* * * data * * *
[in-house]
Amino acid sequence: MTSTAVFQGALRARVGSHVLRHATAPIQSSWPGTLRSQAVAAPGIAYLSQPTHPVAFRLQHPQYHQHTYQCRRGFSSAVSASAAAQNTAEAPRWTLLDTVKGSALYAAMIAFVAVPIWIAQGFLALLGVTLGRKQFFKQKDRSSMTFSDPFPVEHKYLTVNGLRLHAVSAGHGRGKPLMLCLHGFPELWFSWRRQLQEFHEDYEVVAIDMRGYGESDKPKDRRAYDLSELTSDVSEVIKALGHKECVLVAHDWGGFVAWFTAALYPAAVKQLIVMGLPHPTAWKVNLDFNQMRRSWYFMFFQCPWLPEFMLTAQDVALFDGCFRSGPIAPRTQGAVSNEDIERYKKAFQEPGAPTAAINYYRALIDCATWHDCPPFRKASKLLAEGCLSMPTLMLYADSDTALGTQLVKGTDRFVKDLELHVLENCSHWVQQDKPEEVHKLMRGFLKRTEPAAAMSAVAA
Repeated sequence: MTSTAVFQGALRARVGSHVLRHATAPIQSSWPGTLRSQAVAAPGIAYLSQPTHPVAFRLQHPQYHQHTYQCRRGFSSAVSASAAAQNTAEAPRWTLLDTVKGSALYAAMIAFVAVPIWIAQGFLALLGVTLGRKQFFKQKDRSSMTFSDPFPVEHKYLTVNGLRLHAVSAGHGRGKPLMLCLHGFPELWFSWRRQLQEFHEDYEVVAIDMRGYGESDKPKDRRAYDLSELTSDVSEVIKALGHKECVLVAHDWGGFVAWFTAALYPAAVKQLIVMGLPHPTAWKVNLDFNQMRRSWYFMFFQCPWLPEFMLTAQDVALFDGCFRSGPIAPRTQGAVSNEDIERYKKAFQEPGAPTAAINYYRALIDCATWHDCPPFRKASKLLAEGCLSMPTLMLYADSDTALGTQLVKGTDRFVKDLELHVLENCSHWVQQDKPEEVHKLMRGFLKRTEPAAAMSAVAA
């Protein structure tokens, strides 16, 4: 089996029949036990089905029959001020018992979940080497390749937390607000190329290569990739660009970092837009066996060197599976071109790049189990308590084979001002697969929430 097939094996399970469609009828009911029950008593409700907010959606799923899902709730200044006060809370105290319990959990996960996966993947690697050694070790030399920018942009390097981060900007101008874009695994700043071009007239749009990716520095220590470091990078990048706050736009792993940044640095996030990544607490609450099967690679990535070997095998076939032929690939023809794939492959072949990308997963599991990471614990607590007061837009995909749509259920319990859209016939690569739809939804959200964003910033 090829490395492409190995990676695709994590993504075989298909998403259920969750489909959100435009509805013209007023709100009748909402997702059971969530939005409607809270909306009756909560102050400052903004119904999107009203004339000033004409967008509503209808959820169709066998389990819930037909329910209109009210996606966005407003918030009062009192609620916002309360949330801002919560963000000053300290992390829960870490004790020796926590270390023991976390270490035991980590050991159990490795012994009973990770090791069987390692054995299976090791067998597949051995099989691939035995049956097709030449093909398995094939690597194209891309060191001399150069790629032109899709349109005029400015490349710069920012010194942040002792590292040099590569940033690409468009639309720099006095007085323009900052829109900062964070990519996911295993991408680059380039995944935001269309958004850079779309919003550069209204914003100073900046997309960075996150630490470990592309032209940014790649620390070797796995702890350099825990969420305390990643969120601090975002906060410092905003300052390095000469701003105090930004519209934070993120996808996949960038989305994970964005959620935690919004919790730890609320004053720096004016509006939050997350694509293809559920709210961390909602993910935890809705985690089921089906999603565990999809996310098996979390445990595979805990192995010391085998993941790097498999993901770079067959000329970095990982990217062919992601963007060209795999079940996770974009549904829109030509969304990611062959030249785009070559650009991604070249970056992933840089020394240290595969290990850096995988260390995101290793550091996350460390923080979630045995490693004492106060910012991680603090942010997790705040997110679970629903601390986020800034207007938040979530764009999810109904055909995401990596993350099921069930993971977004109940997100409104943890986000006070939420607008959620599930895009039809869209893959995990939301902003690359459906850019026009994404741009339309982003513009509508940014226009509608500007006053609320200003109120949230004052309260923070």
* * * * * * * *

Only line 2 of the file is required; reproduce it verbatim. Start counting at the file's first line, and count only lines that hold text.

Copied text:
Amino acid sequence: MTSTAVFQGALRARVGSHVLRHATAPIQSSWPGTLRSQAVAAPGIAYLSQPTHPVAFRLQHPQYHQHTYQCRRGFSSAVSASAAAQNTAEAPRWTLLDTVKGSALYAAMIAFVAVPIWIAQGFLALLGVTLGRKQFFKQKDRSSMTFSDPFPVEHKYLTVNGLRLHAVSAGHGRGKPLMLCLHGFPELWFSWRRQLQEFHEDYEVVAIDMRGYGESDKPKDRRAYDLSELTSDVSEVIKALGHKECVLVAHDWGGFVAWFTAALYPAAVKQLIVMGLPHPTAWKVNLDFNQMRRSWYFMFFQCPWLPEFMLTAQDVALFDGCFRSGPIAPRTQGAVSNEDIERYKKAFQEPGAPTAAINYYRALIDCATWHDCPPFRKASKLLAEGCLSMPTLMLYADSDTALGTQLVKGTDRFVKDLELHVLENCSHWVQQDKPEEVHKLMRGFLKRTEPAAAMSAVAA